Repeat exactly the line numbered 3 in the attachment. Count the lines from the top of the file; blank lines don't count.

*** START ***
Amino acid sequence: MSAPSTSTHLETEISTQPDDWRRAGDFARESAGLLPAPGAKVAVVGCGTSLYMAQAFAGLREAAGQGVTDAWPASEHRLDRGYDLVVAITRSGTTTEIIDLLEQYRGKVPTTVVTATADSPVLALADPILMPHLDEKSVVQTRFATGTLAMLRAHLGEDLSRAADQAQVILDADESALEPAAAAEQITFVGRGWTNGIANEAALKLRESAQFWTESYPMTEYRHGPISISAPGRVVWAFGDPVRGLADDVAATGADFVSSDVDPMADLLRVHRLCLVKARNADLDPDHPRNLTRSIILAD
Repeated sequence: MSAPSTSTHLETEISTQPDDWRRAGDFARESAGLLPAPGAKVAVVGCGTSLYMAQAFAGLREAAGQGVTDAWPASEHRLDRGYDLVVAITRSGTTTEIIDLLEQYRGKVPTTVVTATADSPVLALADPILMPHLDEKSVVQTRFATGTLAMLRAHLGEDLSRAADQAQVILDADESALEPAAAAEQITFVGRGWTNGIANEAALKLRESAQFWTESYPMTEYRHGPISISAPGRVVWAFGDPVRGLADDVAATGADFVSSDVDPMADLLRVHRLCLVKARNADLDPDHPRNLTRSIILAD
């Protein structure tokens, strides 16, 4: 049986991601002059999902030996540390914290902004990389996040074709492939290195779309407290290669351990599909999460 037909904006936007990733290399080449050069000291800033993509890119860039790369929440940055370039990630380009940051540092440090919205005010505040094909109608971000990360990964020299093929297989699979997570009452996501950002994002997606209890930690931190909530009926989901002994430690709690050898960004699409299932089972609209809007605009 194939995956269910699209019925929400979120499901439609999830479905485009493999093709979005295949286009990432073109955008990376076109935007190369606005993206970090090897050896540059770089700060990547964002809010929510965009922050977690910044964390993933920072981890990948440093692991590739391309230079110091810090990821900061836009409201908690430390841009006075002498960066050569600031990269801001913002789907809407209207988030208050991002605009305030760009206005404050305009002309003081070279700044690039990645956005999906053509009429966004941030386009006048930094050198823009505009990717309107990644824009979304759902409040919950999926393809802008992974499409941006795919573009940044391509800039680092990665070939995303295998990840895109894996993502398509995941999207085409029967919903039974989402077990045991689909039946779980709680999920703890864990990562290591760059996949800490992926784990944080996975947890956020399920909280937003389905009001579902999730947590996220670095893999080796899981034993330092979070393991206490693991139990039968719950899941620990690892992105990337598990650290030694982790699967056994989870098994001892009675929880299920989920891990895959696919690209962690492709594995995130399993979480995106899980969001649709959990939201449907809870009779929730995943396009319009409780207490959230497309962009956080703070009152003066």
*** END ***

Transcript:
């Protein structure tokens, strides 16, 4: 049986991601002059999902030996540390914290902004990389996040074709492939290195779309407290290669351990599909999460 037909904006936007990733290399080449050069000291800033993509890119860039790369929440940055370039990630380009940051540092440090919205005010505040094909109608971000990360990964020299093929297989699979997570009452996501950002994002997606209890930690931190909530009926989901002994430690709690050898960004699409299932089972609209809007605009 194939995956269910699209019925929400979120499901439609999830479905485009493999093709979005295949286009990432073109955008990376076109935007190369606005993206970090090897050896540059770089700060990547964002809010929510965009922050977690910044964390993933920072981890990948440093692991590739391309230079110091810090990821900061836009409201908690430390841009006075002498960066050569600031990269801001913002789907809407209207988030208050991002605009305030760009206005404050305009002309003081070279700044690039990645956005999906053509009429966004941030386009006048930094050198823009505009990717309107990644824009979304759902409040919950999926393809802008992974499409941006795919573009940044391509800039680092990665070939995303295998990840895109894996993502398509995941999207085409029967919903039974989402077990045991689909039946779980709680999920703890864990990562290591760059996949800490992926784990944080996975947890956020399920909280937003389905009001579902999730947590996220670095893999080796899981034993330092979070393991206490693991139990039968719950899941620990690892992105990337598990650290030694982790699967056994989870098994001892009675929880299920989920891990895959696919690209962690492709594995995130399993979480995106899980969001649709959990939201449907809870009779929730995943396009319009409780207490959230497309962009956080703070009152003066």